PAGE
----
Saturday, September 20, 2008

National Post Wades in to defend Opus Dei

Michael Coren has published a defence of Opus Dei in The National Post on account of the uproar produced in the media when Gilles Duceppe, leader of the Bloc Quebecois, announced that the candidate for the Conservative party in Saint-Hubert-Saint-Bruno, Nicole Charbonneau Barron, was an Opus Dei member. Then Raymond Gravel, a Catholic priest and outgoing Bloc MP, opined that, "Social conservatives such as members of Opus Dei may be running for office in order to change policies concerning abortion and same-sex marriage." And that's a bad thing? To defend life? In any case, it would not be Opus Dei doing this, but an individual, who takes orders only from her party, and nobody else. This is why Coren clarifies in his Sept 18th column, "No albino killers, just dishonourable separatists" what Opus Dei really is, and he does it masterfully.

Yet that doesn't mean we can't add a clarification. Coren mentions that Opus Dei is a personal prelature of the Pope, as though we we're his personal little thing to play with.  The "personal" refers to jurisdiction, not to the person of Pope.  Yes we are a personal prelature, but the “personal” meant to refer to a jurisdiction as opposed to “territorial” jurisdiction like a diocese.  If we belong to anyone, we belong to the Vatican Congregation for the Bishops, just like a diocese does. Our bishop Prelate, Msgr. Echevarria, is under the authority of the Pope, just like all bishops.  For some, this might seem like splitting hairs, but it is a distinction that underlines how much Opus Dei really is like everyone else, and that in fact we're not some kind of personal army of the Pope, even if we love the pope and would fight any war for him.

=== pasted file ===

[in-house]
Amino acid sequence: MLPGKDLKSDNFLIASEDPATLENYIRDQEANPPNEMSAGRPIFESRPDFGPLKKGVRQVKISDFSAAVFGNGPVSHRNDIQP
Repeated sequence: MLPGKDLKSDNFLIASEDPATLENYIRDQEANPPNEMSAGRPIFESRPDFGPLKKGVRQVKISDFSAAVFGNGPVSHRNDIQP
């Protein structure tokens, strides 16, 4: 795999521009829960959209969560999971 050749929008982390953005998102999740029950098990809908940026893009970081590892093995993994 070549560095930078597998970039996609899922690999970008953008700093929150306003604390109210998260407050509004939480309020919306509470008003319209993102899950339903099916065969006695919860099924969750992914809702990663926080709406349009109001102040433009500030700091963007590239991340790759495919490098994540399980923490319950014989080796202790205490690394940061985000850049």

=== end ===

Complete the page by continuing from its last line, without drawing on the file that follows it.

Charles Lewis, another collumnist for the Post, has a great interview with Msgr. Frederick Dolan, the Vicar of Opus Dei in Canada, and beautifully debunks the idea that we're somehow super secretive, especially if we're in the phone book, and Msgr. Dolan gave him and other journalists his business card with all the info he needed.

London Times Likes a Good Seminar on How to Talk

It seems that Opus Dei's efforts to explain itself during the Da Vinci Code is still paying off. Another seminar for journalists was held at Santa Croce this September 8-14, 2008 with the title The Church Up Close.

"We were pretty bad at communications, we were forced to learn and now we are giving courses on it," said Jack Valero, of Opus Dei, the organisation that ran the seminar at its Pontifical University of the Holy Cross in Rome.

A few years ago, before the Da Vinci Code phenomenon, a flyer about a seminar for journalists organised by Opus Dei would have been greeted with howls of derision and binned. One of the many ironies of the post-Dan Brown Catholic Church is that Opus Dei has moved into the mainstream, perhaps because the novel was too far-fetched even for the most credulous of anti-Catholic conspiracy theorists. And at least the organisation is trying to help.

The London Times sent their own religion correspondent Ruth Gledhill, and she seems to have had a blast.

You can read the rest of the Times article and all the fun that Ms. Gledhill seems to have had in the Eternal City. The title of her piece is "The Pope finally gets the message: it's good to talk". No kidding. It is a great article and worth the read.